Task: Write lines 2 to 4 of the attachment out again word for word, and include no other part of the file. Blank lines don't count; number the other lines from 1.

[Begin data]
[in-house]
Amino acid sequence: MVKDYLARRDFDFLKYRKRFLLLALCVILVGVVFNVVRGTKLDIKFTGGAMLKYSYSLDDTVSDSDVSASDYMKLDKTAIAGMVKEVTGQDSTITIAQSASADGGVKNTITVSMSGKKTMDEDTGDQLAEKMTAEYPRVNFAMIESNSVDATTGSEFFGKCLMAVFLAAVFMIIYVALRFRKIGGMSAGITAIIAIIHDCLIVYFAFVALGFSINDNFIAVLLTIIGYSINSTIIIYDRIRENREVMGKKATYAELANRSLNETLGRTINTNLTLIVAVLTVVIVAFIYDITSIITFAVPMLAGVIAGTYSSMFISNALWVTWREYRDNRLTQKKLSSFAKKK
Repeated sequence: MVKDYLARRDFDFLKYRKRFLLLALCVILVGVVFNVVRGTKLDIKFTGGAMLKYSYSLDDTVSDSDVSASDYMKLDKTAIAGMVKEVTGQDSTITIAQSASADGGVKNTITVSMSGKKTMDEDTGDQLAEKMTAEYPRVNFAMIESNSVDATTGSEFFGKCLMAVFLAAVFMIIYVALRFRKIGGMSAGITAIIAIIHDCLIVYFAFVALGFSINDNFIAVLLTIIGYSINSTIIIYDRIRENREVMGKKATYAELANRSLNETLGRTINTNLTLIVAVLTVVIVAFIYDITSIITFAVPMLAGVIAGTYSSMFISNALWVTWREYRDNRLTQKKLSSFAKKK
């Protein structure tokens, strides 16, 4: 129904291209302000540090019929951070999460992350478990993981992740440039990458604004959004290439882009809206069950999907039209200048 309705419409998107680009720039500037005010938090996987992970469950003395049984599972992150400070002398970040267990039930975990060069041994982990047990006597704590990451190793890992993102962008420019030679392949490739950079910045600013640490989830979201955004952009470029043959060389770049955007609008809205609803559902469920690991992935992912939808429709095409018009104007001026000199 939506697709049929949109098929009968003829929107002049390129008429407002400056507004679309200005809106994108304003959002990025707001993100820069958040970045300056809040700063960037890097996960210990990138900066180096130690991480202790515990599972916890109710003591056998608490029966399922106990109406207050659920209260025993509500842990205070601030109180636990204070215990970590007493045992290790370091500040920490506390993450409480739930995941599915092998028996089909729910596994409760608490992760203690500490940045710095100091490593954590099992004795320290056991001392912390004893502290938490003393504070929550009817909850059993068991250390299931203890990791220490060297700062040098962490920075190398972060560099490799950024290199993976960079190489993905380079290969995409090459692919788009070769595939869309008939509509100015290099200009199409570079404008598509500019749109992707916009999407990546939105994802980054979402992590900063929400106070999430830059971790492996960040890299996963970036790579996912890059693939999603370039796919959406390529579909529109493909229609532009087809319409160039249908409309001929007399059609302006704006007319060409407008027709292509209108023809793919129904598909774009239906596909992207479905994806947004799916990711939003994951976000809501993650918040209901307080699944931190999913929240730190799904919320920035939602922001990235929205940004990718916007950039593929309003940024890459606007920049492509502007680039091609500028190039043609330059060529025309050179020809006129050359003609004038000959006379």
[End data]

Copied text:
Amino acid sequence: MVKDYLARRDFDFLKYRKRFLLLALCVILVGVVFNVVRGTKLDIKFTGGAMLKYSYSLDDTVSDSDVSASDYMKLDKTAIAGMVKEVTGQDSTITIAQSASADGGVKNTITVSMSGKKTMDEDTGDQLAEKMTAEYPRVNFAMIESNSVDATTGSEFFGKCLMAVFLAAVFMIIYVALRFRKIGGMSAGITAIIAIIHDCLIVYFAFVALGFSINDNFIAVLLTIIGYSINSTIIIYDRIRENREVMGKKATYAELANRSLNETLGRTINTNLTLIVAVLTVVIVAFIYDITSIITFAVPMLAGVIAGTYSSMFISNALWVTWREYRDNRLTQKKLSSFAKKK
Repeated sequence: MVKDYLARRDFDFLKYRKRFLLLALCVILVGVVFNVVRGTKLDIKFTGGAMLKYSYSLDDTVSDSDVSASDYMKLDKTAIAGMVKEVTGQDSTITIAQSASADGGVKNTITVSMSGKKTMDEDTGDQLAEKMTAEYPRVNFAMIESNSVDATTGSEFFGKCLMAVFLAAVFMIIYVALRFRKIGGMSAGITAIIAIIHDCLIVYFAFVALGFSINDNFIAVLLTIIGYSINSTIIIYDRIRENREVMGKKATYAELANRSLNETLGRTINTNLTLIVAVLTVVIVAFIYDITSIITFAVPMLAGVIAGTYSSMFISNALWVTWREYRDNRLTQKKLSSFAKKK
């Protein structure tokens, strides 16, 4: 129904291209302000540090019929951070999460992350478990993981992740440039990458604004959004290439882009809206069950999907039209200048 309705419409998107680009720039500037005010938090996987992970469950003395049984599972992150400070002398970040267990039930975990060069041994982990047990006597704590990451190793890992993102962008420019030679392949490739950079910045600013640490989830979201955004952009470029043959060389770049955007609008809205609803559902469920690991992935992912939808429709095409018009104007001026000199 939506697709049929949109098929009968003829929107002049390129008429407002400056507004679309200005809106994108304003959002990025707001993100820069958040970045300056809040700063960037890097996960210990990138900066180096130690991480202790515990599972916890109710003591056998608490029966399922106990109406207050659920209260025993509500842990205070601030109180636990204070215990970590007493045992290790370091500040920490506390993450409480739930995941599915092998028996089909729910596994409760608490992760203690500490940045710095100091490593954590099992004795320290056991001392912390004893502290938490003393504070929550009817909850059993068991250390299931203890990791220490060297700062040098962490920075190398972060560099490799950024290199993976960079190489993905380079290969995409090459692919788009070769595939869309008939509509100015290099200009199409570079404008598509500019749109992707916009999407990546939105994802980054979402992590900063929400106070999430830059971790492996960040890299996963970036790579996912890059693939999603370039796919959406390529579909529109493909229609532009087809319409160039249908409309001929007399059609302006704006007319060409407008027709292509209108023809793919129904598909774009239906596909992207479905994806947004799916990711939003994951976000809501993650918040209901307080699944931190999913929240730190799904919320920035939602922001990235929205940004990718916007950039593929309003940024890459606007920049492509502007680039091609500028190039043609330059060529025309050179020809006129050359003609004038000959006379």